If you want to think like a designer, strive for simplicity. Be open to what surrounds you, there are plenty of lessons you can learn by looking around with open eyes. Pay attention to billboards, TV ads, logos, websites and even bulls. You'll notice that the best works of art are often the simplest.

If you’d like to chat more about presentation design and communication, write a comment below or meet me over on Google+ or Twitter to jon the conversation right now!


Fast Company, How Apple uses Picasso to Teach Employees About Product Design 
The New York Times, Simplifying the Bull: How Picasso Helps to Teach Apple's Style 

1 August 2014

Never Use That Animation Again

In the presentations world, animations achieve resounding success. Many presenters seem to be unable to restrain their desire to animate as many elements as possible. After all, that page flip transition is too cool to resist. I believe many of the transition effects made available by presentation tools do very little to improve the audience experience. In this article you'll learn why you should keep animations as subtle as possible.

A transition is useful when it helps the listeners follow your message better. However, if not used properly animations can become a distraction and make your presentation look unprofessional. By no coincidence the world’s top speakers don’t use many transitions. Every time you are thinking about using an effect, ask yourself whether that effect will improve the understanding of your audience. It is a matter of priority
if used with the audience in mind, a transition effect can guide peoples’ eyes so that they will see first what you want them to see first. A transition should be thought of as any other element of your visuals (be it a text, an image, a colour, etc), so the same principle holds: anything should be there for good reason, not because it is cool.    

Say you have created a slide that shows a business process. You might have created a diagram displaying the different steps involved in that process. Well, this is one of the cases in which using a transition can be useful indeed. Instead of showing your audience the individual steps all at once—which would impair their ability to quickly understand your message—you could show one step at a time. By “building” the process step by step you will make it easier for your message to get across.

Let me give you an example. In his book Good to Great, Jim Collins reveals what he calls the Hedgehog Concept: the companies which outperform their competitors are the ones which meet all of the following criteria:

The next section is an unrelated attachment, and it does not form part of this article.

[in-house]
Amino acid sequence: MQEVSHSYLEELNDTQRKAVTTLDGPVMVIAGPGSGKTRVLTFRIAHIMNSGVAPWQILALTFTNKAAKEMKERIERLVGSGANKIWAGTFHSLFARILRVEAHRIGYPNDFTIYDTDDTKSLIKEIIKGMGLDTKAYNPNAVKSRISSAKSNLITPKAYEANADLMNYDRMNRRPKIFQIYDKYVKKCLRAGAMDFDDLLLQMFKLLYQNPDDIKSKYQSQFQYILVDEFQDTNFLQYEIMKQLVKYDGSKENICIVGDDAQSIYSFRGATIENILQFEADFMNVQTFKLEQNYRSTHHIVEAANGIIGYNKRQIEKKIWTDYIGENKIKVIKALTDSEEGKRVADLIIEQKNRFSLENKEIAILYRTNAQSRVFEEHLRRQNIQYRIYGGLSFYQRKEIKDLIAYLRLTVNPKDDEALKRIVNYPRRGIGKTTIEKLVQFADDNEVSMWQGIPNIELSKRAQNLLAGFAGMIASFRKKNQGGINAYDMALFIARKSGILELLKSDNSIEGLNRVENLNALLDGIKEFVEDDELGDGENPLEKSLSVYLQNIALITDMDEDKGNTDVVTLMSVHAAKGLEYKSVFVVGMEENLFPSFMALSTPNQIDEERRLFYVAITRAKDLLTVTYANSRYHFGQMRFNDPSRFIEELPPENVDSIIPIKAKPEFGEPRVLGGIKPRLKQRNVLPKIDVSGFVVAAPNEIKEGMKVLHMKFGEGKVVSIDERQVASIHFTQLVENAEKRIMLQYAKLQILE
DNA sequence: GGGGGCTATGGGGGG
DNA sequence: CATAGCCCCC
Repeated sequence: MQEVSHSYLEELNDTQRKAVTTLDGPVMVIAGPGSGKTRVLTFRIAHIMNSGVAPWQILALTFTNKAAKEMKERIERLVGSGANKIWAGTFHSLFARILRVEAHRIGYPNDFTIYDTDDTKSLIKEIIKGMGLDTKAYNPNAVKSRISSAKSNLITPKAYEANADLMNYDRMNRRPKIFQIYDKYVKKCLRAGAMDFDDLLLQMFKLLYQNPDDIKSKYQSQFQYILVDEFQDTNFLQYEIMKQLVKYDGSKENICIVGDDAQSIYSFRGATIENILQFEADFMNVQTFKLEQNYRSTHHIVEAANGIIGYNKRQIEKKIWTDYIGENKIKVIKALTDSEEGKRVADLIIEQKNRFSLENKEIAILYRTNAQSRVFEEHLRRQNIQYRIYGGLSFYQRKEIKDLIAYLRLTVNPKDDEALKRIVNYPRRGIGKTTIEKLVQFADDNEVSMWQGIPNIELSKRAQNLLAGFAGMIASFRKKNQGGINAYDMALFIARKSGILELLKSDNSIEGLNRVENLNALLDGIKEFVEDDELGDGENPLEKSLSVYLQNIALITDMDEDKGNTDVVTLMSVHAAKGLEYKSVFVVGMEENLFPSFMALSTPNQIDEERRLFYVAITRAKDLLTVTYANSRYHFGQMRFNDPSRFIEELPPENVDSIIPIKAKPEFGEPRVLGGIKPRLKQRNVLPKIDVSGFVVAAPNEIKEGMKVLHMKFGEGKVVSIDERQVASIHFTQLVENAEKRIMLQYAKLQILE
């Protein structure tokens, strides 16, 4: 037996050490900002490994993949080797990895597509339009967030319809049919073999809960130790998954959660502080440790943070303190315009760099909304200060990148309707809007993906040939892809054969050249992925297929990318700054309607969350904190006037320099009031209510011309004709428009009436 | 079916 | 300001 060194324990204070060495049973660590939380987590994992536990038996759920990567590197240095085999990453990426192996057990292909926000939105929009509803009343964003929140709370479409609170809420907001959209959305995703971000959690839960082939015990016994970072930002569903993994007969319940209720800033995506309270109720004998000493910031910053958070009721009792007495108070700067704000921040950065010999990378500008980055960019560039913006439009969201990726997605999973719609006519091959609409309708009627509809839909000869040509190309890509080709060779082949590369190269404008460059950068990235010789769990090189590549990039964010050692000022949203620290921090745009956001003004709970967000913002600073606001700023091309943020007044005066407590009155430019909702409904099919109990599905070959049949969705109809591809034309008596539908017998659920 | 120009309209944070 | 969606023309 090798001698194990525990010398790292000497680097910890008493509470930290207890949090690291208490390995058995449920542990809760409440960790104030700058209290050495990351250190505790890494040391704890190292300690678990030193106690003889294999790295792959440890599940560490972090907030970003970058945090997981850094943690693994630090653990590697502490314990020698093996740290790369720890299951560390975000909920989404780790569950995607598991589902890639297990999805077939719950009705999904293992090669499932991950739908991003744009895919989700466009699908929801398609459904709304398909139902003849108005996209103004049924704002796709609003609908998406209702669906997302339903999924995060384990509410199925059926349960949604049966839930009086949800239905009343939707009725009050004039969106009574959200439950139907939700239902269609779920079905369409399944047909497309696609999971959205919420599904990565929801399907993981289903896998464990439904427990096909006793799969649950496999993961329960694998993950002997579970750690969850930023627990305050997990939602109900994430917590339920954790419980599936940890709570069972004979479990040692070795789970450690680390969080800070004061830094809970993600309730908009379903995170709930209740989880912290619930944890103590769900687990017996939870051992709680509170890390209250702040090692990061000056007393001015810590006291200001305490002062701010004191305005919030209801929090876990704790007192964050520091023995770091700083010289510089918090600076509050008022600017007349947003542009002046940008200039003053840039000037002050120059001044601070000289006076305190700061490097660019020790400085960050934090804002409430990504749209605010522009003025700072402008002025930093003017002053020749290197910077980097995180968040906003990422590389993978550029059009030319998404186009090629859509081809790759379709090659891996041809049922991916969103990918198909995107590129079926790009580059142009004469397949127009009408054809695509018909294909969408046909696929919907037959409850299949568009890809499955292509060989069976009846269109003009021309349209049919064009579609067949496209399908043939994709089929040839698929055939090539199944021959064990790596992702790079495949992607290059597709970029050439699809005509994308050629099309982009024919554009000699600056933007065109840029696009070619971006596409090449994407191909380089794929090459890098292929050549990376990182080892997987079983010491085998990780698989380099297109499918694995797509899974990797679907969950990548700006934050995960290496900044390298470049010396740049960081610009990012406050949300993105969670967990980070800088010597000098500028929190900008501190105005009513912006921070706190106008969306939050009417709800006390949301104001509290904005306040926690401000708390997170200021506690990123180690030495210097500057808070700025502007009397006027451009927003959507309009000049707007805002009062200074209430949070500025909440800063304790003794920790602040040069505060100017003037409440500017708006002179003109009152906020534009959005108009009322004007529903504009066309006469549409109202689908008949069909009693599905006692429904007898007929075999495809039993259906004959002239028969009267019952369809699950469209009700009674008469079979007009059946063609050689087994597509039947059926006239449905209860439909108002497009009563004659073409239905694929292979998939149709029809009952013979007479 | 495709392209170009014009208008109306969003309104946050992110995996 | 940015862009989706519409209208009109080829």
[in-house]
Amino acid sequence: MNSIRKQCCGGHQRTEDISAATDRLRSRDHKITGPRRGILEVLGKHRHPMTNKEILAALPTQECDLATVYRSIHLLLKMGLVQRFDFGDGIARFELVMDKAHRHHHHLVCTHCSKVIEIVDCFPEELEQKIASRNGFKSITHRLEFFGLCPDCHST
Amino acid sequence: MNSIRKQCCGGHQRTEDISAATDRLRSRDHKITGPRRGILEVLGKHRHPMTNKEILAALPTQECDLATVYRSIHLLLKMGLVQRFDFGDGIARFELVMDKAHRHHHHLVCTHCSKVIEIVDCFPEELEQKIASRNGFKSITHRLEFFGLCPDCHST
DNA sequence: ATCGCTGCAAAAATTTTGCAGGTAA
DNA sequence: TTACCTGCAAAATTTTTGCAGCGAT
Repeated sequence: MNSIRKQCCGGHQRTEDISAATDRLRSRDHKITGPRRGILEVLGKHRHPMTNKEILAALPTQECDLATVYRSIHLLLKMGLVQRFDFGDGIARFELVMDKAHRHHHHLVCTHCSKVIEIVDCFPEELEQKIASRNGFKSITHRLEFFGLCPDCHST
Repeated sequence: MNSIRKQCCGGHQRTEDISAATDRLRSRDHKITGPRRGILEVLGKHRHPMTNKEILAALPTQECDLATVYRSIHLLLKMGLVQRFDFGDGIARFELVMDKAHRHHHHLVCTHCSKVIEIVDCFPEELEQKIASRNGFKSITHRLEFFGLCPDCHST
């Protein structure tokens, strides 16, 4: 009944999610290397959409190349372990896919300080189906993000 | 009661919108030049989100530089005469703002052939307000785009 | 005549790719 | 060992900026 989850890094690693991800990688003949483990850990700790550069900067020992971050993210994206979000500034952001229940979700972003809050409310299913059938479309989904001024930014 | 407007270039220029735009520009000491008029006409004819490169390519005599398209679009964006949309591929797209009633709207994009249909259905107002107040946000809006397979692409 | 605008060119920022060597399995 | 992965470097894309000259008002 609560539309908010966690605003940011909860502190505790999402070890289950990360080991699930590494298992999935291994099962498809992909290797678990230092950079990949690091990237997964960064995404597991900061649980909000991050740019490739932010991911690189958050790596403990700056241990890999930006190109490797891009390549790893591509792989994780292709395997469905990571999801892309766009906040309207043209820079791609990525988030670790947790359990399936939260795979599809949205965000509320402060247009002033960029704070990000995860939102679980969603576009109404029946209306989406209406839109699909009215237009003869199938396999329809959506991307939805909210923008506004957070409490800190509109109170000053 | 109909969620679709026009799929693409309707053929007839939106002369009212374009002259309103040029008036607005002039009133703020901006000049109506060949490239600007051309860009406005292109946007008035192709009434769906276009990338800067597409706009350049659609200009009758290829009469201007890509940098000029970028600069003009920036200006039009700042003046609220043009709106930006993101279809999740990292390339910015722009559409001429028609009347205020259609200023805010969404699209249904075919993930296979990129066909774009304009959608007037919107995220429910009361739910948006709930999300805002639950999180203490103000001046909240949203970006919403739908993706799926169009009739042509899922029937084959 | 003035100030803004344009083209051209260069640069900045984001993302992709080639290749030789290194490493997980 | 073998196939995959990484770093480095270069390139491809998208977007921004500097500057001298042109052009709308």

• They are deeply passionate about what they do
  • They focus on what they can the best in the world at
  • Their passion can make them a living 
He calls this Hedgehog concept because of the parable of the clever fox and the simple hedgehog. The fox keeps coming up with brilliant ideas to eat the hedgehog but the hedgehog never dies because he uses his best trick: rolling into a prickly ball. He does one thing and he does it well.
If you want to use Jim Collins’s concept during a presentation, you could create a slide like the one below. 

However, instead of showing the whole diagram at once, having the circles appear one at a time would make it easier for your audience to follow your message.

This is only one example where a transition effect becomes your friend. There are many others. As a rule of thumb, though, try to make sure that at any given time your slides display only what you are talking about in that moment. Use a transition only when it is the right time to make another point. This way you'll make sure your audience will not get distracted by irrelevant visual elements.

Remember, the fact that presentation tools let you choose among many animation effects doesn’t mean you have to use them all. You can make a great presentation even if you restrain yourself to using only one transition—fade—which lets objects fade in and out. You can certainly go further than that if you need, but only if it helps your listeners grasp your message more effectively. And if you animate several objects, try to stick to the same effect throughout your presentation in order to make it look consistent and professional. Like anything in design, simplicity is king.

Do you still think a 
page flip transition adds value to your message? 

IMAGE: Kevin N. Murphy via Flickr